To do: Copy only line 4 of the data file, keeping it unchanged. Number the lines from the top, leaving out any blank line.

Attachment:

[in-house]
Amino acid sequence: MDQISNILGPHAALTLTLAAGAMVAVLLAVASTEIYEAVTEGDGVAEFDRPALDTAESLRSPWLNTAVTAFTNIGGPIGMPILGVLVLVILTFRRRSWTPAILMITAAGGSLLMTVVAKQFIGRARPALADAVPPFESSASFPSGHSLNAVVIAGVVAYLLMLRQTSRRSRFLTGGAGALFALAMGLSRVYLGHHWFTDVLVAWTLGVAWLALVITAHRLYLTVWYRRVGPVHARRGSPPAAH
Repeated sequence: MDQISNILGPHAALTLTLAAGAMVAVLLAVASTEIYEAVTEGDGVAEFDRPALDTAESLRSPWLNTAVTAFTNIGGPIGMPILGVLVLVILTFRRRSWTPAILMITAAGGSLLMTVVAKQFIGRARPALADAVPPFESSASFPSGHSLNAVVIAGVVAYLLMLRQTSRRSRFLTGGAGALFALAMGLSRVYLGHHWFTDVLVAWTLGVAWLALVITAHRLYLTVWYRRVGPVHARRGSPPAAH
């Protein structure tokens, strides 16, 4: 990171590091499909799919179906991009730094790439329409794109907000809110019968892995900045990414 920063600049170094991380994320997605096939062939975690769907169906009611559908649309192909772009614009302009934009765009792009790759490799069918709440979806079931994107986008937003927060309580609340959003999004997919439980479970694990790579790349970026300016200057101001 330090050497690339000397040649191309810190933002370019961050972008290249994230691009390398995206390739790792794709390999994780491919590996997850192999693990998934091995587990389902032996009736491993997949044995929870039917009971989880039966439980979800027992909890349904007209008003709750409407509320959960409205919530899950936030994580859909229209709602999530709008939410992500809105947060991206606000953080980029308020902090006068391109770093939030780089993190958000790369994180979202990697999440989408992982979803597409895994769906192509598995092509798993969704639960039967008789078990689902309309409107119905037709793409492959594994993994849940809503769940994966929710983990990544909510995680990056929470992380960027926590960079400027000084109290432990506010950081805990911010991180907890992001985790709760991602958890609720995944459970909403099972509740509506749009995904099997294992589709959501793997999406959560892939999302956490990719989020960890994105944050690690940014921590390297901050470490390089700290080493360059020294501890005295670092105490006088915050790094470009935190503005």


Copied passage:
């Protein structure tokens, strides 16, 4: 990171590091499909799919179906991009730094790439329409794109907000809110019968892995900045990414 920063600049170094991380994320997605096939062939975690769907169906009611559908649309192909772009614009302009934009765009792009790759490799069918709440979806079931994107986008937003927060309580609340959003999004997919439980479970694990790579790349970026300016200057101001 330090050497690339000397040649191309810190933002370019961050972008290249994230691009390398995206390739790792794709390999994780491919590996997850192999693990998934091995587990389902032996009736491993997949044995929870039917009971989880039966439980979800027992909890349904007209008003709750409407509320959960409205919530899950936030994580859909229209709602999530709008939410992500809105947060991206606000953080980029308020902090006068391109770093939030780089993190958000790369994180979202990697999440989408992982979803597409895994769906192509598995092509798993969704639960039967008789078990689902309309409107119905037709793409492959594994993994849940809503769940994966929710983990990544909510995680990056929470992380960027926590960079400027000084109290432990506010950081805990911010991180907890992001985790709760991602958890609720995944459970909403099972509740509506749009995904099997294992589709959501793997999406959560892939999302956490990719989020960890994105944050690690940014921590390297901050470490390089700290080493360059020294501890005295670092105490006088915050790094470009935190503005």